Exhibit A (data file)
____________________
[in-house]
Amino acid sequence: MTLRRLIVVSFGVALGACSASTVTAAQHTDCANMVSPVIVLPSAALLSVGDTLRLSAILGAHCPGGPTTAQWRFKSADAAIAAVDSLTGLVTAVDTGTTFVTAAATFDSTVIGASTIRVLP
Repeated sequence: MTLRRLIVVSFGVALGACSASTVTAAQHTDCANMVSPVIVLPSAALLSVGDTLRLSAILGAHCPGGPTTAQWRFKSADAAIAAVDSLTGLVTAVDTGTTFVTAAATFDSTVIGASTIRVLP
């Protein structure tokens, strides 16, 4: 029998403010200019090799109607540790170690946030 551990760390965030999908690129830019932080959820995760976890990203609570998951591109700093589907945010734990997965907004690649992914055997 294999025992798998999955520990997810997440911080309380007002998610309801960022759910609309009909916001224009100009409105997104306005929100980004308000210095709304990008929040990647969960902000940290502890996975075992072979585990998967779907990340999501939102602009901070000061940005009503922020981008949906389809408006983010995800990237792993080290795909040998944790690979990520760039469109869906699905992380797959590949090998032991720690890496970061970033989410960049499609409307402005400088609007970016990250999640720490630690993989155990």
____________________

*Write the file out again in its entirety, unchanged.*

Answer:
[in-house]
Amino acid sequence: MTLRRLIVVSFGVALGACSASTVTAAQHTDCANMVSPVIVLPSAALLSVGDTLRLSAILGAHCPGGPTTAQWRFKSADAAIAAVDSLTGLVTAVDTGTTFVTAAATFDSTVIGASTIRVLP
Repeated sequence: MTLRRLIVVSFGVALGACSASTVTAAQHTDCANMVSPVIVLPSAALLSVGDTLRLSAILGAHCPGGPTTAQWRFKSADAAIAAVDSLTGLVTAVDTGTTFVTAAATFDSTVIGASTIRVLP
């Protein structure tokens, strides 16, 4: 029998403010200019090799109607540790170690946030 551990760390965030999908690129830019932080959820995760976890990203609570998951591109700093589907945010734990997965907004690649992914055997 294999025992798998999955520990997810997440911080309380007002998610309801960022759910609309009909916001224009100009409105997104306005929100980004308000210095709304990008929040990647969960902000940290502890996975075992072979585990998967779907990340999501939102602009901070000061940005009503922020981008949906389809408006983010995800990237792993080290795909040998944790690979990520760039469109869906699905992380797959590949090998032991720690890496970061970033989410960049499609409307402005400088609007970016990250999640720490630690993989155990």